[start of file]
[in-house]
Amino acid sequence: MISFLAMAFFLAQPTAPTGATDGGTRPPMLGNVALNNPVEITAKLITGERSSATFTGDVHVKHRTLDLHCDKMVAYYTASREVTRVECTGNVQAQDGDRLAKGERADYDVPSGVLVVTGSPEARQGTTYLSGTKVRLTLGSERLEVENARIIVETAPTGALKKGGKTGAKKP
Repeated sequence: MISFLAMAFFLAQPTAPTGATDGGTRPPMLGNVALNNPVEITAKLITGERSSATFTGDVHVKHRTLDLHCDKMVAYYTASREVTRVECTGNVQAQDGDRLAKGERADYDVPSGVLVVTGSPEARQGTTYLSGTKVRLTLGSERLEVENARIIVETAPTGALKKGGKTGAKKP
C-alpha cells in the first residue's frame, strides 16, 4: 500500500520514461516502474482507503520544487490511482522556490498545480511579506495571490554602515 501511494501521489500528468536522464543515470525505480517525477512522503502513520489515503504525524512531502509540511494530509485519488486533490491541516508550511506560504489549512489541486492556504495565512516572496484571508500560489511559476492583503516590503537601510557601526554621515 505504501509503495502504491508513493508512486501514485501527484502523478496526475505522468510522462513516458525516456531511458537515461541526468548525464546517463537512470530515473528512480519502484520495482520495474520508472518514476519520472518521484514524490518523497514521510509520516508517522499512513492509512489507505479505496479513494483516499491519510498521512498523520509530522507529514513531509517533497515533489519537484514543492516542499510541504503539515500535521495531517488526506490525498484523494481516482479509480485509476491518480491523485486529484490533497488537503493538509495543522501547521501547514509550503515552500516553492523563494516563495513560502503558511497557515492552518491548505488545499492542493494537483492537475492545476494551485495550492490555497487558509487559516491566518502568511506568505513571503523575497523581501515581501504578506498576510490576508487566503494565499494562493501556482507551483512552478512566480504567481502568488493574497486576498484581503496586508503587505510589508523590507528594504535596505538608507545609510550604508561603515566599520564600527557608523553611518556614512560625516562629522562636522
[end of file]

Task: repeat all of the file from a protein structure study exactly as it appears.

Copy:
[in-house]
Amino acid sequence: MISFLAMAFFLAQPTAPTGATDGGTRPPMLGNVALNNPVEITAKLITGERSSATFTGDVHVKHRTLDLHCDKMVAYYTASREVTRVECTGNVQAQDGDRLAKGERADYDVPSGVLVVTGSPEARQGTTYLSGTKVRLTLGSERLEVENARIIVETAPTGALKKGGKTGAKKP
Repeated sequence: MISFLAMAFFLAQPTAPTGATDGGTRPPMLGNVALNNPVEITAKLITGERSSATFTGDVHVKHRTLDLHCDKMVAYYTASREVTRVECTGNVQAQDGDRLAKGERADYDVPSGVLVVTGSPEARQGTTYLSGTKVRLTLGSERLEVENARIIVETAPTGALKKGGKTGAKKP
C-alpha cells in the first residue's frame, strides 16, 4: 500500500520514461516502474482507503520544487490511482522556490498545480511579506495571490554602515 501511494501521489500528468536522464543515470525505480517525477512522503502513520489515503504525524512531502509540511494530509485519488486533490491541516508550511506560504489549512489541486492556504495565512516572496484571508500560489511559476492583503516590503537601510557601526554621515 505504501509503495502504491508513493508512486501514485501527484502523478496526475505522468510522462513516458525516456531511458537515461541526468548525464546517463537512470530515473528512480519502484520495482520495474520508472518514476519520472518521484514524490518523497514521510509520516508517522499512513492509512489507505479505496479513494483516499491519510498521512498523520509530522507529514513531509517533497515533489519537484514543492516542499510541504503539515500535521495531517488526506490525498484523494481516482479509480485509476491518480491523485486529484490533497488537503493538509495543522501547521501547514509550503515552500516553492523563494516563495513560502503558511497557515492552518491548505488545499492542493494537483492537475492545476494551485495550492490555497487558509487559516491566518502568511506568505513571503523575497523581501515581501504578506498576510490576508487566503494565499494562493501556482507551483512552478512566480504567481502568488493574497486576498484581503496586508503587505510589508523590507528594504535596505538608507545609510550604508561603515566599520564600527557608523553611518556614512560625516562629522562636522